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US Media "Body Count" Games Begin in Plan Colombia

By Al Giordano
September 2, 2000, NarcoNews

As the US media argues about whether "Plan Colombia" is another Vietnam, another El Salvador, or none of the above, the behavior revealed by US press coverage of the first major battle in the Plan Colombia war is distinctly reminiscent of the 1960s.

During the Vietnam War, US media outlets -- now documented by hundreds of books and scholarly studies -- consistently lied about the "body count." That is to say, more "enemy deaths" would be reported than occured and always the goal was to keep the "allied" body count at a number less than "enemy" casualties.

The first major Post-Clinton visit battle in Colombia occured in the pre-dawn hours this morning. Six hundred guerrilla troops attacked a key Colombian military communications installation near Pueblo Rico (site of a recent paramilitary atrocity against civilians).

The first English-language report came from Associated Press. It noted that a US-made C-47 phantom airplane "crashed" into a mountain at dawn, with loud official denials that it had been shot down by the Colombian rebels. (If true that it simply "crashed," what does that say about the quality of US training of Colombian pilots and troops?):

"The C-47 airplane outfitted with .50-caliber machine guns crashed at about 5 a.m. as it was heading back to base from the scene of the fighting, a government military officer said on condition of anonymity. The fighting has been centered at a main communications complex on Mount Montezuma, 155 miles west of the capital, Bogotá.

"There was no word on how many people were aboard the plane, and the military officer said it was not clear if there were survivors. He denied that the plane had been shot down, saying it apparently crashed because of a "technical failure."

Meanwhile, in the ground war battle, the AP reported the death of "8 Colombian soldiers" and "12 rebels" -- the implication being that the score is 12 to 8 in favor of Plan Colombia:

"At least eight government soldiers and 12 rebels died in the ground combat at a communications complex on Mount Montezuma, 155 miles west of the capital, Bogotá. The clash was the bloodiest since President Clinton visited Colombia on Wednesday to support President Andres Pastrana's fight against drug traffickers and leftist rebels who protect drug crops."

Thus, the shrill insistence that the US war plane was not downed by rebels, because seven more military soldiers and pilots died in that crash, reversing the "body count" score from 12 to 8 in favor of the military, to 15 to 12 (plus a C-47 war plane!) in favor of the rebels. Associated Press continues:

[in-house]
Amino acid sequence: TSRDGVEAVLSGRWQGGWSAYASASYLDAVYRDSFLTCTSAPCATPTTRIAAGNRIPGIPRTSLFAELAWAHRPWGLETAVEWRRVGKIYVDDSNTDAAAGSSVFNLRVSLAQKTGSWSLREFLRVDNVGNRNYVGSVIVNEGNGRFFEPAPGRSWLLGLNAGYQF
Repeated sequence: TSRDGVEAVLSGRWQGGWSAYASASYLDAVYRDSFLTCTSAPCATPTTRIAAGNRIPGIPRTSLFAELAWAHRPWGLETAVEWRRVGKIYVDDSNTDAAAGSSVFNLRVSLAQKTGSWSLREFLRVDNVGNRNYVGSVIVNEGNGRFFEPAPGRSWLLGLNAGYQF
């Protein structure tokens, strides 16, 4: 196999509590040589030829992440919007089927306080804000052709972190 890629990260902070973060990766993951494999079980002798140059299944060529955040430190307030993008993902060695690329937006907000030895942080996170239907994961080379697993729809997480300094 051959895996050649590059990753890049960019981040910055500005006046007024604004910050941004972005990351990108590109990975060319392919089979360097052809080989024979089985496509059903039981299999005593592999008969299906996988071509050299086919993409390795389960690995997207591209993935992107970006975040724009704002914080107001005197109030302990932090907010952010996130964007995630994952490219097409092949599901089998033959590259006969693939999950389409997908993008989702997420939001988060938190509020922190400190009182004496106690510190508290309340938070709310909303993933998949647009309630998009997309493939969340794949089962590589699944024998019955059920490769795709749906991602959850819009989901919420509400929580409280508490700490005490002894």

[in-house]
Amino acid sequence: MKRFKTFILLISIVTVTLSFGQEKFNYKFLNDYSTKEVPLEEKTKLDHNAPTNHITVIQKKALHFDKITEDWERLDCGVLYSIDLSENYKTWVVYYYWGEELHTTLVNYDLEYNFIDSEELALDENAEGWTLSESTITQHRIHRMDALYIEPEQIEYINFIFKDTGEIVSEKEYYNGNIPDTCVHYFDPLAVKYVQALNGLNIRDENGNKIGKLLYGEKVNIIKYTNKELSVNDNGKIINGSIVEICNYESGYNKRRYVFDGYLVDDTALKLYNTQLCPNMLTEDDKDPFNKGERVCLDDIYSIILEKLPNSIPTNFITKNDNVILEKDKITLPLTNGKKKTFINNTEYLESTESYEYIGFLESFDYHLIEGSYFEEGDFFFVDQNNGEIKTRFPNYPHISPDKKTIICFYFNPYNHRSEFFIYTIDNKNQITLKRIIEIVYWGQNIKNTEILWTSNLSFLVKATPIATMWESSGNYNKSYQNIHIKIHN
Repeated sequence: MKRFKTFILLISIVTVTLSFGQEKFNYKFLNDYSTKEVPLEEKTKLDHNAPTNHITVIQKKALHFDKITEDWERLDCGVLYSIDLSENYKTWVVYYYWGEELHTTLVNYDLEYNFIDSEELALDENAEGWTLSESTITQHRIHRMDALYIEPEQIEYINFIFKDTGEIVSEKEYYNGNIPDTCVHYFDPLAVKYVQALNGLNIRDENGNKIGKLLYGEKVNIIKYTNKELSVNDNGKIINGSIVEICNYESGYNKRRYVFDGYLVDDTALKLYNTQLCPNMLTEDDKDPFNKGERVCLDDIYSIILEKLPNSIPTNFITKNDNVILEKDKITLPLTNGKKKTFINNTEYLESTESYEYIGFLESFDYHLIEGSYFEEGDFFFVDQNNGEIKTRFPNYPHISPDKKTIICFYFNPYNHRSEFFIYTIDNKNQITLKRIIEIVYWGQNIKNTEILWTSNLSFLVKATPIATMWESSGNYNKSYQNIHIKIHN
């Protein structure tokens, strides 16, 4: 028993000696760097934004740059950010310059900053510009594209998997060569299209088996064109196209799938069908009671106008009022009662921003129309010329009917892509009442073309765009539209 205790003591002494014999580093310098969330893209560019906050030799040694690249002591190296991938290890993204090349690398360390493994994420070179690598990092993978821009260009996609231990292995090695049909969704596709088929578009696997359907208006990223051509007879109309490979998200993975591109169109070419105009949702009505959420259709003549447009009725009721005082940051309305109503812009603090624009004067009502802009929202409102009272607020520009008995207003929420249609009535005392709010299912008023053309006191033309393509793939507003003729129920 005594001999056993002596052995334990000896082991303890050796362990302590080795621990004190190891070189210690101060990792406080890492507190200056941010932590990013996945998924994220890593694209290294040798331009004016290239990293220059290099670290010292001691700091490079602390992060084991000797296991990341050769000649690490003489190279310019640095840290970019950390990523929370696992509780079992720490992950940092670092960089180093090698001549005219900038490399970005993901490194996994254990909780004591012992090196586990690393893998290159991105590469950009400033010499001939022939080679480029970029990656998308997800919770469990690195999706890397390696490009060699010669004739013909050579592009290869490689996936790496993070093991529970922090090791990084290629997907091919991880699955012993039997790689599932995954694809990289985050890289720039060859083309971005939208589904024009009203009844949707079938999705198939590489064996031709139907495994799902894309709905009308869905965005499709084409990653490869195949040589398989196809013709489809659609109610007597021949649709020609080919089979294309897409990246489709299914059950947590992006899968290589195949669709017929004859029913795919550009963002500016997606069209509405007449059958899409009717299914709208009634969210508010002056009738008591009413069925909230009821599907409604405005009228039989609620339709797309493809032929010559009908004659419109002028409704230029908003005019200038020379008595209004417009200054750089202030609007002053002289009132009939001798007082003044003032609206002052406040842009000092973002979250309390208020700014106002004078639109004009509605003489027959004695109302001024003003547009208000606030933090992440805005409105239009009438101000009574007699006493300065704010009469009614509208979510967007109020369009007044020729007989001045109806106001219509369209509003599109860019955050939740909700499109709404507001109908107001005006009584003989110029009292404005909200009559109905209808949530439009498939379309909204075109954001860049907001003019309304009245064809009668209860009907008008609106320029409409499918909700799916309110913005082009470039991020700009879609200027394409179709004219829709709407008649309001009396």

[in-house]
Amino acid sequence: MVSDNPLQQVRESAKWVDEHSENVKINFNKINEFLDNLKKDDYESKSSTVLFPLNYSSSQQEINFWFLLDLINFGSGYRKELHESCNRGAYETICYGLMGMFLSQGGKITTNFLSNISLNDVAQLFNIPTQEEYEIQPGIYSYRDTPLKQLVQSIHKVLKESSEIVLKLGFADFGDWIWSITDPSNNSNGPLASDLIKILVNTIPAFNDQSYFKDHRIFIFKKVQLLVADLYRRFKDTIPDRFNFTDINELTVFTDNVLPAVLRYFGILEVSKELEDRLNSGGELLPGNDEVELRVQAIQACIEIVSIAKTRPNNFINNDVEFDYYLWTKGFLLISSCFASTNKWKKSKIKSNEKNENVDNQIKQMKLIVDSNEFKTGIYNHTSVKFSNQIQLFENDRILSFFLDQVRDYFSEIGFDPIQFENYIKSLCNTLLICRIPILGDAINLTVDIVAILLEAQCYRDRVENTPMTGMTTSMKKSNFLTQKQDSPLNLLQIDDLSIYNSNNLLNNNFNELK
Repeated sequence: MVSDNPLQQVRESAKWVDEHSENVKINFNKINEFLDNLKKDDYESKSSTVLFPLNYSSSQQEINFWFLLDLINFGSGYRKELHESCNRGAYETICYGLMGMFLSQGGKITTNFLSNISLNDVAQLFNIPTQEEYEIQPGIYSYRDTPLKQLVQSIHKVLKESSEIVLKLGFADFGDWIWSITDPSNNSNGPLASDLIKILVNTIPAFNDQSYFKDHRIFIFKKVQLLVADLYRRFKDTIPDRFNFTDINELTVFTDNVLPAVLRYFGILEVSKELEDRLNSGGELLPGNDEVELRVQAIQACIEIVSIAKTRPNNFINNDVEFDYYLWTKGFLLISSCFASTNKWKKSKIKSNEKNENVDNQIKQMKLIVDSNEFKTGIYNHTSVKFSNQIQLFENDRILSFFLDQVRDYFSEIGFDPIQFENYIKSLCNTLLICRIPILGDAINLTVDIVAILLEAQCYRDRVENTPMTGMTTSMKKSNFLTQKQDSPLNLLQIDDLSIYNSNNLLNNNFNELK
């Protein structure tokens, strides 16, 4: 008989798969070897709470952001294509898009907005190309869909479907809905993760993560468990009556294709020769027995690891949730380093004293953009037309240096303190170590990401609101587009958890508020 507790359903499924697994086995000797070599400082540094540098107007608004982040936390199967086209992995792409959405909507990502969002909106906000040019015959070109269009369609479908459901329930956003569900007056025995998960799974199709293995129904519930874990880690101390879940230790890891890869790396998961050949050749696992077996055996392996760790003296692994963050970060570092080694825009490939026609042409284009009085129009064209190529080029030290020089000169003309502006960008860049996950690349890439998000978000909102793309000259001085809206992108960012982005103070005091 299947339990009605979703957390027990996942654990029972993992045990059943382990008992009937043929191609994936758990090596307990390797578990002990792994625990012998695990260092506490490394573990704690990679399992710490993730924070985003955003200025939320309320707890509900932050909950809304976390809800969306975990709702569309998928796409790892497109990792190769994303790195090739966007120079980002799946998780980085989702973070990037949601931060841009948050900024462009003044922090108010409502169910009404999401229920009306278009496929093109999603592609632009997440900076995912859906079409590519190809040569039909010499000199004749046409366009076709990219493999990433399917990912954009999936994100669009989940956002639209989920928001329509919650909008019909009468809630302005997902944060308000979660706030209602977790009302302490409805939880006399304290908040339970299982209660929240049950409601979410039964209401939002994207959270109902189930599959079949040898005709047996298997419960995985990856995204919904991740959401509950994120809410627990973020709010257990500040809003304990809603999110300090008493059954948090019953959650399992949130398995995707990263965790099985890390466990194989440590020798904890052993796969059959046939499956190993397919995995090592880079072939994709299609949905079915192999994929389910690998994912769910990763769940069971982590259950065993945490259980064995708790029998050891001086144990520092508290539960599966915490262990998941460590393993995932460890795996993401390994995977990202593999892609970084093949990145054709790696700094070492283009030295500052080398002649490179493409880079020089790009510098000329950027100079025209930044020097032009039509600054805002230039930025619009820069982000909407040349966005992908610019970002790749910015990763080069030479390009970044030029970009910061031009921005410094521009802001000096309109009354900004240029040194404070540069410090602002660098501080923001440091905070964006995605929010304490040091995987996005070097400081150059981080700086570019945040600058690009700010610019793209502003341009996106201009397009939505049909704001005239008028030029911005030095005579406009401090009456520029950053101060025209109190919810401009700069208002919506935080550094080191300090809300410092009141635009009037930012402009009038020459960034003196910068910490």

"Air Force Gen. Jairo Garcia insisted the plane was not shot down. He said poor visibility may have been a factor, because the crash happened just before dawn in cloudy weather.

"The plane, which was used extensively by U.S. forces during the Vietnam War and was known as "Puff the Magic Dragon," had been providing fire support for the ground troops.

"The Pentagon had equipped the plane with Forward-Looking Infrared Sensors, or FLIRS, and night-vision goggles, said Gen. Alfredo Velasco, Colombia's air force chief. The pilots had been trained in night-flying either by U.S. military pilots or by other Colombian pilots who had received training from the Americans, Velasco told reporters.

"The fighting began Friday afternoon at the communications complex, which controls cellular and other telephone links to much of western Colombia."

The rebel forces have not yet been quoted in the English-language press on their "body count" statistics nor their version of how the war plane was downed. Most probably they are still in battle and not issuing press releases. Nor does the press, even exclusively with "official" sources, say that the communications systems that were target of the attack remained unscathed. Sometimes what they don't say is as revealing as what they do say.

Meanwhile, the Mexican news wire service NOTIMEX, with correspondents in Colombia, says that among the 15 Colombian casualties was a high-ranking colonel, leader of a key division, and other military brass:

(President Pastrana) "visited the family of the commander of the San Mateo Battalion, Colonel Jorge Eduardo Sánches, who died in the rebel attack on the Army communication post.... In the action, attributed to the Revolutionary Armed Forces of Colombia (FARC), a major official, a submajor official and six soldiers lost their lives guarding the military base that was attacked with rockets and grenades."

And the daily El Tiempo, of Bogotá, cleared up the matter of whether rebels had succeeded in their objective of downing the vital communications post:

"After the battle, communication with the military base in the mountains was lost."

Meanwhile, Reuters reports (in Spanish) of another simultaneous battle in which the guerrilla won the day:

"In addition to the battles and the military plane accident, the FARC attacked a prison in the Southwestern state of Cauca and liberated 60 prisoners."

Nothing, yet, in English, on this battle, won by the guerrilla.

So as the North American media debates whether Plan Colombia is "another Vietnam," watch the media's deeds instead of its words. Because already the English-language press is behaving like it did decades ago with its "body count" games and selective coverage of the Vietnam conflict.

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